To better understand differences between generations, including how they perceive one another and the biggest challenges of the day, our team at the Policy Institute at King’s College London and New Scientist commissioned a survey of more than 4000 people aged 18 and over in the US and UK. Responses were collected from 2 to 9 August.
Our previous research has made clear that one of the most pervasive and destructive generational myths is that older cohorts don’t care about the environment or social purpose more generally. Our new survey shows how dangerously caricatured this is.
In our study, three-quarters of baby boomers in the UK agree that climate change, biodiversity loss and other environmental issues are big enough problems that they justify significant changes to people’s lifestyles, as high as any other generation (see chart). Seven in 10 of this group say they are willing to make changes to their own lifestyle, completely in line with younger generations.
Older generations are also less fatalistic: only one in five baby boomers say there is no point in changing their behaviour to tackle climate change because it won’t make any difference, compared with a third of Generation Z. This is an important driver of how we act: a sense that all is already lost leads to inertia.
But our study shows that people have a rather different impression of who thinks what: when we ask people which age group is most likely to say there is no point in changing their behaviour, the oldest group is the most likely to be picked out. We wrongly think they have given up. Social psychologists call this misconception “pluralistic ignorance”. It is an important effect, because it shapes our views of others.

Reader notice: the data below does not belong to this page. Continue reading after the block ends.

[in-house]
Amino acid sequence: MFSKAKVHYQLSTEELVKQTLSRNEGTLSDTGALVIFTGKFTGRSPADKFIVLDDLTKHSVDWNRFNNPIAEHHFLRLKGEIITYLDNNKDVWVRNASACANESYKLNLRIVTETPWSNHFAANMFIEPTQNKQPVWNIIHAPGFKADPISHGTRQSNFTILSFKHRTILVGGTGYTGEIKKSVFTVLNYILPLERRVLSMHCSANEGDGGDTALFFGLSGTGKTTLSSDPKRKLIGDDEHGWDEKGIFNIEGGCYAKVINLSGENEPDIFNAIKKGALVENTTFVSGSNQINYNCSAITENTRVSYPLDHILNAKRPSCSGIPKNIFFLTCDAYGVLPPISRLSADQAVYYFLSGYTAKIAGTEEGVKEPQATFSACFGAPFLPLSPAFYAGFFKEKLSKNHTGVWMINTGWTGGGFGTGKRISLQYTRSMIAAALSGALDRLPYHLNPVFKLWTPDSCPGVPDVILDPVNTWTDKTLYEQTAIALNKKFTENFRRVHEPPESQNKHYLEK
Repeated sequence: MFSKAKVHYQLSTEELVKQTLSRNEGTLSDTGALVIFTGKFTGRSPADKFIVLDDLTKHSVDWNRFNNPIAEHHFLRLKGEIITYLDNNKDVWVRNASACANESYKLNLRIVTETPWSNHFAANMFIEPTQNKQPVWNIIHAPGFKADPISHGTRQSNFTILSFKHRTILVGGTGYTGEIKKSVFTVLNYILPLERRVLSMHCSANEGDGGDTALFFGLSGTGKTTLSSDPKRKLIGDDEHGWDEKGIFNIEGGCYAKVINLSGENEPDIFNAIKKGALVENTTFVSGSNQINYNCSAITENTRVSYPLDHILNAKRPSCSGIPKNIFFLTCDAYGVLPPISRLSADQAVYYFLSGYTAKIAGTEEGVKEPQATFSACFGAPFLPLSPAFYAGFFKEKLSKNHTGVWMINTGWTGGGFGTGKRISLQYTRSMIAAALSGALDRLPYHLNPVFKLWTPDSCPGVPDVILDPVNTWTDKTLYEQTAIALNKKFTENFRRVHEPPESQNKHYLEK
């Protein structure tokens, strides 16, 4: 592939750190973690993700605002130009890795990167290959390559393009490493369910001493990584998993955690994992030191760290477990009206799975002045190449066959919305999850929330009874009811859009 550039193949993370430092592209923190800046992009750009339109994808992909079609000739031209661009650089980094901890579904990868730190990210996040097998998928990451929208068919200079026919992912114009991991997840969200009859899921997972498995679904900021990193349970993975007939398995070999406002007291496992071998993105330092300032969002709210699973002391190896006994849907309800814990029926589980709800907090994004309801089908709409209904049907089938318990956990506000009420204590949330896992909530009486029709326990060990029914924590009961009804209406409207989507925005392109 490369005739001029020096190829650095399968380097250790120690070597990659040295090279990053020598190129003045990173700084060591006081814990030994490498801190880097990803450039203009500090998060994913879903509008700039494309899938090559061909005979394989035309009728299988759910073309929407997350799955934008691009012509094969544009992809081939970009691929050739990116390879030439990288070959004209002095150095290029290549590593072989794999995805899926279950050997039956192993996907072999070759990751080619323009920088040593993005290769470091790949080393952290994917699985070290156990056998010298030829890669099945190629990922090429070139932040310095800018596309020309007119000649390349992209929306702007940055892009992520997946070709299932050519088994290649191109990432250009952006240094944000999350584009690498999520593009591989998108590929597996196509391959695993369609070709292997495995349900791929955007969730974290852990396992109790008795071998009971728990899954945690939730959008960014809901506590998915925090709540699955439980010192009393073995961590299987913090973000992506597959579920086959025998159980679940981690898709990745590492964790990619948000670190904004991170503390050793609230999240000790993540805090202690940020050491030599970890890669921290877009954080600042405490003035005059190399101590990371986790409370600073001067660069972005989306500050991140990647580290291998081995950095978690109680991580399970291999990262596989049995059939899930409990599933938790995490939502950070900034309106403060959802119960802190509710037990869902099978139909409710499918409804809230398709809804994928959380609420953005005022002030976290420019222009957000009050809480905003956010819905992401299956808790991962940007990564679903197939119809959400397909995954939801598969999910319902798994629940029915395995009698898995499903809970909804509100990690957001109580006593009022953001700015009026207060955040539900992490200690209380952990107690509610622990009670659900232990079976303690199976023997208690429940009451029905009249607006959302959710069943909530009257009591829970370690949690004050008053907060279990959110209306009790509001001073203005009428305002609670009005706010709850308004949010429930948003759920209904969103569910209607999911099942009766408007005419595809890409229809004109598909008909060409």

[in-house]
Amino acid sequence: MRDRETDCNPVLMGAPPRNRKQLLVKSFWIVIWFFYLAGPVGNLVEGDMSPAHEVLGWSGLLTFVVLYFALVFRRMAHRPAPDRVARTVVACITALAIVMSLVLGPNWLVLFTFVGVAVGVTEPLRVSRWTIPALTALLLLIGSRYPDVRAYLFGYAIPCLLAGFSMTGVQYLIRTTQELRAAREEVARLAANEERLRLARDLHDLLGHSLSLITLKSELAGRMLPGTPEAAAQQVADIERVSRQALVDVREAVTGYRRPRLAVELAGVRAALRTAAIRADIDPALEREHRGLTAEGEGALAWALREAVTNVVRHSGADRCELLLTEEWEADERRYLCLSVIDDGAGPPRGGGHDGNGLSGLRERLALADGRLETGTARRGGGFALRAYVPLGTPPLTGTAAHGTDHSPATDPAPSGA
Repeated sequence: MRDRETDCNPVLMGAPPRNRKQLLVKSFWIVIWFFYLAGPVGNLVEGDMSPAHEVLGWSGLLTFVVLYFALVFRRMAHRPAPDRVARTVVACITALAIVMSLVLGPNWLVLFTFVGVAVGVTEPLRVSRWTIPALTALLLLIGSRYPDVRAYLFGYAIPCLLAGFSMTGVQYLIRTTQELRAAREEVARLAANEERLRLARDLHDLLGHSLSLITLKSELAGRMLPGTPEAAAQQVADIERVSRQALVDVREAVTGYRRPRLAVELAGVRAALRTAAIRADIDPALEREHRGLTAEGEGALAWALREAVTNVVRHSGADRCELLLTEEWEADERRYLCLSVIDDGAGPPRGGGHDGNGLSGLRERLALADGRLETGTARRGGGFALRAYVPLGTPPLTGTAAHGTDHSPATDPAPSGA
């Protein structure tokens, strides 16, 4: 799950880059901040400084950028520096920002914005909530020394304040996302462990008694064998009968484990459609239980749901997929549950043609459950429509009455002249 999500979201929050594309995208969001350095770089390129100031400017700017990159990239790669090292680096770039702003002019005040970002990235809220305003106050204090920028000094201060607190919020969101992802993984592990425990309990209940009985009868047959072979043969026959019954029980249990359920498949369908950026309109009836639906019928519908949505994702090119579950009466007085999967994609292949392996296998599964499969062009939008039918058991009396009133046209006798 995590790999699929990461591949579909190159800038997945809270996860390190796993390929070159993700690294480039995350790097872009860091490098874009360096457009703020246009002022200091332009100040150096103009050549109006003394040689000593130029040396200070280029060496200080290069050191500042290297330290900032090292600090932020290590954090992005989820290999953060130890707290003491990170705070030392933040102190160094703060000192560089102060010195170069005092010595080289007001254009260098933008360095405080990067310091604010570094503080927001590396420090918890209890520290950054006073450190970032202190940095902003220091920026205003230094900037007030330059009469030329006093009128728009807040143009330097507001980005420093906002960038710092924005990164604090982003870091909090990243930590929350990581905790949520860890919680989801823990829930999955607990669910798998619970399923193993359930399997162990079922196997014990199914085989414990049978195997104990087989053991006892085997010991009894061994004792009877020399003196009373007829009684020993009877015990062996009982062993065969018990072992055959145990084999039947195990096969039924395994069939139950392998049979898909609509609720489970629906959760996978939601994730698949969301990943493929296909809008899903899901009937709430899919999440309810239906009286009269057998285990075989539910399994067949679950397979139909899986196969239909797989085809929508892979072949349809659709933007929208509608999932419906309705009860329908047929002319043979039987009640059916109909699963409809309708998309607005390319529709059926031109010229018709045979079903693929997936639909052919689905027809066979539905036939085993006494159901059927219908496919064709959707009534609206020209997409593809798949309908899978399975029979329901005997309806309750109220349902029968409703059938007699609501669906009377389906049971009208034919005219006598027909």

And older people’s concern isn’t just expressed with words, but reflected in their actions. We know from other studies that it is actually baby boomers and Generation X who are the most likely to have boycotted products. But our new study shows that also isn’t the perception. The majority of the public wrongly think it is Generation Z or millennials who are most likely to boycott products, and only 8 per cent pick out baby boomers and just 9 per cent choose Gen X.
It is no surprise that the public have the wrong impression. Endless articles and analyses paint the picture of a clean generational break in environmental concern and action, with a new cohort of young people coming through who will drive change, if only older people would stop blocking them. Time magazine, for example, called Greta Thunberg “an avatar in a generational battle” when it made her its Person of the Year in 2019.
This isn’t just wrong, but dangerous, as it dismisses the real concern among large proportions of our economically powerful and growing older population.
The aftermath of the pandemic means it is set to become harder, not easier, to think about the long term, as short-term needs become more pressing: we will need all the support we can get, and creating or exaggerating generational division won’t help.
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